Radu Umbres’ blog

Ethnographic tidbits on minds and cultures.

Why are Romanian cars and real estate priced in euros? A particular case of Thiers’ Law

In contemporary Romania, the prices of real estate (sale or rent) and cars are expressed in euros, even though most transactions involve lei (singular leu, the national currency). Sometimes wages and contracts are also settled in euros, and people often think of how much they are earning in euros despite the fact that actual payments are in the national currency. Why is that?


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Board games, intuitive monopolists, and pedagogical Georgists

I grew up in socialist Romania and I have played Monopoly since I was 10 with a game brought from West Germany by family friends. I loved the game and the fact that my social value among playmates

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Cultures of academic (dis)agreement

There is more to being an anthropologist with a strong interest in psychology and natural and cultural evolution than experiencing the imposter syndrome in several disciplines. One of the perks of transdisciplinarity is attending conferences in different fields. While I have very little expertise in the social studies of sciences, I like to observe people, and conferences are great places to see science at work by watching its practitioners interact with each other.

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Beheadings as honest communication devices

People kill others in different ways, but executions are special in that the killer can choose the method. Practices officially used today are hanging, shooting or stoning, lethal injection, electrocution, gas inhalation, and decapitation. The last method is currently confined to Saudi Arabia, but has a bloody and prestigious history. Many cultures and societies have used it across time, with different social interpretations. In Japan, the honorary suicide was followed by beheading by an assistant, but mere beheading carried shame. Before 1789, only French nobles could be beheaded, and the revolution democratised and extended the practice by guillotining. Today, terrorists use it to great shock value. But what explains the historical popularity of beheading?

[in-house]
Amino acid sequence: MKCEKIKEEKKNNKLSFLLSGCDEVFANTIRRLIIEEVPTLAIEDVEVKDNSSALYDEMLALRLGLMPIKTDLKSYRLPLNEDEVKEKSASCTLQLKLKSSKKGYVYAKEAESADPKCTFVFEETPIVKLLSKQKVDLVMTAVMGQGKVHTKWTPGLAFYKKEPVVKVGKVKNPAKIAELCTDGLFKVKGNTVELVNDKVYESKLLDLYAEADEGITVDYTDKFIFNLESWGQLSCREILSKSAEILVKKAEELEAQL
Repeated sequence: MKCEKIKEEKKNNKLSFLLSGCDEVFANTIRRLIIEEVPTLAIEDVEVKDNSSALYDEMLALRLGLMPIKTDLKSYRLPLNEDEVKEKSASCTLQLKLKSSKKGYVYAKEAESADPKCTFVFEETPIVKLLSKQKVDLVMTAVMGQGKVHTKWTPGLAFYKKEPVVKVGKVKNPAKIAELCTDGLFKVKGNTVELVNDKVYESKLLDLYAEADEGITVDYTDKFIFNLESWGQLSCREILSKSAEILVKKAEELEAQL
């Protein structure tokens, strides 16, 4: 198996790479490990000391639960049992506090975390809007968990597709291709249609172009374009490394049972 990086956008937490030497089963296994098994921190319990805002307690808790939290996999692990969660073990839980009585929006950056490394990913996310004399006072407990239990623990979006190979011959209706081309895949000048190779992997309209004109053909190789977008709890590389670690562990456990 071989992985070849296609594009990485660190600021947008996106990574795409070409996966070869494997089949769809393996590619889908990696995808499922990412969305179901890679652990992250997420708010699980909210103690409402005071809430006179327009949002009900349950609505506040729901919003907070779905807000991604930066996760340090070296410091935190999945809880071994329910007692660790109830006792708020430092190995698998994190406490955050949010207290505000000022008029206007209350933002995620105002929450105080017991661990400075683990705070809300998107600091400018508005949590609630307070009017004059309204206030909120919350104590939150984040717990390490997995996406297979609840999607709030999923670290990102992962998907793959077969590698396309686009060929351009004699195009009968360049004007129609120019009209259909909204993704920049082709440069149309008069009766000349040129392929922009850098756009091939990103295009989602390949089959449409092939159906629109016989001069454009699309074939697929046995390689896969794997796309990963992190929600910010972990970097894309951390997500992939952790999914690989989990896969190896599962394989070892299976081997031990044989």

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Staring back at the evil eye

A few months into my fieldwork in a Romanian village, I was told by friends that I wonder way too much. When visiting people in their homes, I alway noticed something interesting, be it old house architecture, inventive implements, cute animals or anything catching my attention. My mistake, I was told, was expressing my curiosity out loud, wondering how this was made or where that came from. Worse, I was praising my hosts’ properties, mistakenly thinking they wouldn’t mind, or quite feel proud. Instead, I was told people were uncomfortable with such expressions of wonder, curiosity, and praise because they bring misfortune by means of deochi the “evil eye”.

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Why do scammers persist in saying they are from Nigeria?

A research report by Cormac Herley, a Microsoft security analyst, proposes a clever response to an apparent paradox. Nearly everyone minimally competent in Internet use knows about the Nigerian 419

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Snipe hunters of preys with low epistemic vigilance

What weapon would you use to hunt a dahu? Where would you start looking for a Volkswagen Beetle radiator hose? Does elbow grease come in cans or tubes? You shouldn’t even begin thinking about

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